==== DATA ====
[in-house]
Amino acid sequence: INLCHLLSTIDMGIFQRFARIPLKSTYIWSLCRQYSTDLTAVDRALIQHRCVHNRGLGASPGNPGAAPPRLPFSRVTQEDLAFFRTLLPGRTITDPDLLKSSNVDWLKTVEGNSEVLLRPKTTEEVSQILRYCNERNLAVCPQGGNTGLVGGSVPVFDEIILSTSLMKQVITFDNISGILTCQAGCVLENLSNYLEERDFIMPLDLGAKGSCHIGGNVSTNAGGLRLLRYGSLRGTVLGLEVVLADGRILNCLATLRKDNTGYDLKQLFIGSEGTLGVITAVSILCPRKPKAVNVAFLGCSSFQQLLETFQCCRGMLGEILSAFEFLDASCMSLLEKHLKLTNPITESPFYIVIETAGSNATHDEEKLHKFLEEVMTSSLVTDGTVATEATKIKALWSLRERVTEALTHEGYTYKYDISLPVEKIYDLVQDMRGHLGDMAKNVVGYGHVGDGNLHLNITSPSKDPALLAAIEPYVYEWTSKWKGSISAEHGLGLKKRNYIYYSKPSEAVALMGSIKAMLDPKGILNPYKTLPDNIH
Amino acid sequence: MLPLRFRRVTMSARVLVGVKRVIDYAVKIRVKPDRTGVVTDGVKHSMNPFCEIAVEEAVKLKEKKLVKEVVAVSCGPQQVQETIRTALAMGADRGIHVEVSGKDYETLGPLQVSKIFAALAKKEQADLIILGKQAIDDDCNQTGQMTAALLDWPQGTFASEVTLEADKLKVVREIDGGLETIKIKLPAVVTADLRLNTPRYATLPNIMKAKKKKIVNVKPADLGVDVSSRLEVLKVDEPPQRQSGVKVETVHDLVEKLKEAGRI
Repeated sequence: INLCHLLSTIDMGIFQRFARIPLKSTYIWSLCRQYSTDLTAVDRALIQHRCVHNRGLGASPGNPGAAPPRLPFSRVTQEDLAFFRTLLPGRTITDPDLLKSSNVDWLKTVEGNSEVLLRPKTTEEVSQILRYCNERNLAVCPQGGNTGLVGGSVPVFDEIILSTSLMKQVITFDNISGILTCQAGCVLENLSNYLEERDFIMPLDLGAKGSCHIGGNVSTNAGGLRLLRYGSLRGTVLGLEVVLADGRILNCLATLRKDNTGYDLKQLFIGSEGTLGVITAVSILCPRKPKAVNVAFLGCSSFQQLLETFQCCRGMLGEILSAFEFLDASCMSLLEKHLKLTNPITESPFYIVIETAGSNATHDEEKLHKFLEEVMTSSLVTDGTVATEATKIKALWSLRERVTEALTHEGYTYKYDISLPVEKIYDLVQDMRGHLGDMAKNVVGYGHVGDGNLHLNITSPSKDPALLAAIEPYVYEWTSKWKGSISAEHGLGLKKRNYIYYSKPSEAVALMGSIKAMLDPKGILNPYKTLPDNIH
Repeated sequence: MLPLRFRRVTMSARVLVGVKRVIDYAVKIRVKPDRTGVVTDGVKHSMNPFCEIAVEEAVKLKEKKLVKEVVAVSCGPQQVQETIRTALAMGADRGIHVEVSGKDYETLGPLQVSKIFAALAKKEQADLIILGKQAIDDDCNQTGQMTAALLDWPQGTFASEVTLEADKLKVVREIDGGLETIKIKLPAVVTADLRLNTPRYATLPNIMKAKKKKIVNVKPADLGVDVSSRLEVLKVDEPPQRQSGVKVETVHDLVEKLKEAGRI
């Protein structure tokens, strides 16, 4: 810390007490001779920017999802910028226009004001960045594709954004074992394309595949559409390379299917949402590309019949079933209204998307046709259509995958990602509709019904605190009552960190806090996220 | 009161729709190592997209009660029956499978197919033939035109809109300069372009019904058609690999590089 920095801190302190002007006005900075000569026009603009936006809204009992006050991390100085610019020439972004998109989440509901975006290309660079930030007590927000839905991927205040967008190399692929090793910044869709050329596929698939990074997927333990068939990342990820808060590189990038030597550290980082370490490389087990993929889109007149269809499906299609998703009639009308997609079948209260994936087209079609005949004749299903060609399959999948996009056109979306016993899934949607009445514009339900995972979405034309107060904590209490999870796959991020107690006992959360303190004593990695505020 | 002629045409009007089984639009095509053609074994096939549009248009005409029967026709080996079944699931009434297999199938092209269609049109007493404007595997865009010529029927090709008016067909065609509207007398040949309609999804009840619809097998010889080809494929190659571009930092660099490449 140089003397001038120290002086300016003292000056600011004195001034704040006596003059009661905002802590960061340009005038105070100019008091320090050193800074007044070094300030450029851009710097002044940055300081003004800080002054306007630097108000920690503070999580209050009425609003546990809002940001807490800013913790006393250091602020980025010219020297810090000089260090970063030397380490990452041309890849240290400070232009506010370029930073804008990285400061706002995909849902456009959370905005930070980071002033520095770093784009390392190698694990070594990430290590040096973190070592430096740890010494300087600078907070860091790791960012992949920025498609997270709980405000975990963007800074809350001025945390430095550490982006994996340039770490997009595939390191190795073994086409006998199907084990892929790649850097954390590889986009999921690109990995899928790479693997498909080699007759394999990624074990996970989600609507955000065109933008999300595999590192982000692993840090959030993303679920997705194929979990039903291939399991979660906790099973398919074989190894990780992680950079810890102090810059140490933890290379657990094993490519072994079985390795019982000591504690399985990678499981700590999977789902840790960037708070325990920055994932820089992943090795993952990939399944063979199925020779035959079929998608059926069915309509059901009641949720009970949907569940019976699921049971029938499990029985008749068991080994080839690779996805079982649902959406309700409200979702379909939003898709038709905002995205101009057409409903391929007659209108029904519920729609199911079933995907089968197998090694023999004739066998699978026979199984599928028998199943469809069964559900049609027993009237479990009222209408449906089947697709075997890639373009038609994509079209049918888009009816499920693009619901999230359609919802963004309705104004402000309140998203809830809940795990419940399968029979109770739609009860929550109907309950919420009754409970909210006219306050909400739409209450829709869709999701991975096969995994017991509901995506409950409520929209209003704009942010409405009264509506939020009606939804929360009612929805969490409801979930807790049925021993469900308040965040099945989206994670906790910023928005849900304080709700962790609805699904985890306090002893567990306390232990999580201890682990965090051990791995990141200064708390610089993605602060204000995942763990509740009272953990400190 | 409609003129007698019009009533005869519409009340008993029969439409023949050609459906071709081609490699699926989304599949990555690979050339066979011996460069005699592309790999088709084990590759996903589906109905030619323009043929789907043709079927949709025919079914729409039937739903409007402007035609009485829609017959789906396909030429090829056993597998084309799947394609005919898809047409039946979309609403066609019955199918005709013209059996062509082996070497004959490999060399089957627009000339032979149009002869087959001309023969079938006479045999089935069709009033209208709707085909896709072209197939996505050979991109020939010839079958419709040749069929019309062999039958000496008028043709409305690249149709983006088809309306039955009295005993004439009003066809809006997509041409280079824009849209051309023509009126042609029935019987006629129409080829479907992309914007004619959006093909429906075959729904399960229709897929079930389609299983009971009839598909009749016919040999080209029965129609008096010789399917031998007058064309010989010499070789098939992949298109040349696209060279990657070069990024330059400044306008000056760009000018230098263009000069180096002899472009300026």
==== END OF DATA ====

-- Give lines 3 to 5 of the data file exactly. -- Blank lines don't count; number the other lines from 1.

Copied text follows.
Amino acid sequence: MLPLRFRRVTMSARVLVGVKRVIDYAVKIRVKPDRTGVVTDGVKHSMNPFCEIAVEEAVKLKEKKLVKEVVAVSCGPQQVQETIRTALAMGADRGIHVEVSGKDYETLGPLQVSKIFAALAKKEQADLIILGKQAIDDDCNQTGQMTAALLDWPQGTFASEVTLEADKLKVVREIDGGLETIKIKLPAVVTADLRLNTPRYATLPNIMKAKKKKIVNVKPADLGVDVSSRLEVLKVDEPPQRQSGVKVETVHDLVEKLKEAGRI
Repeated sequence: INLCHLLSTIDMGIFQRFARIPLKSTYIWSLCRQYSTDLTAVDRALIQHRCVHNRGLGASPGNPGAAPPRLPFSRVTQEDLAFFRTLLPGRTITDPDLLKSSNVDWLKTVEGNSEVLLRPKTTEEVSQILRYCNERNLAVCPQGGNTGLVGGSVPVFDEIILSTSLMKQVITFDNISGILTCQAGCVLENLSNYLEERDFIMPLDLGAKGSCHIGGNVSTNAGGLRLLRYGSLRGTVLGLEVVLADGRILNCLATLRKDNTGYDLKQLFIGSEGTLGVITAVSILCPRKPKAVNVAFLGCSSFQQLLETFQCCRGMLGEILSAFEFLDASCMSLLEKHLKLTNPITESPFYIVIETAGSNATHDEEKLHKFLEEVMTSSLVTDGTVATEATKIKALWSLRERVTEALTHEGYTYKYDISLPVEKIYDLVQDMRGHLGDMAKNVVGYGHVGDGNLHLNITSPSKDPALLAAIEPYVYEWTSKWKGSISAEHGLGLKKRNYIYYSKPSEAVALMGSIKAMLDPKGILNPYKTLPDNIH
Repeated sequence: MLPLRFRRVTMSARVLVGVKRVIDYAVKIRVKPDRTGVVTDGVKHSMNPFCEIAVEEAVKLKEKKLVKEVVAVSCGPQQVQETIRTALAMGADRGIHVEVSGKDYETLGPLQVSKIFAALAKKEQADLIILGKQAIDDDCNQTGQMTAALLDWPQGTFASEVTLEADKLKVVREIDGGLETIKIKLPAVVTADLRLNTPRYATLPNIMKAKKKKIVNVKPADLGVDVSSRLEVLKVDEPPQRQSGVKVETVHDLVEKLKEAGRI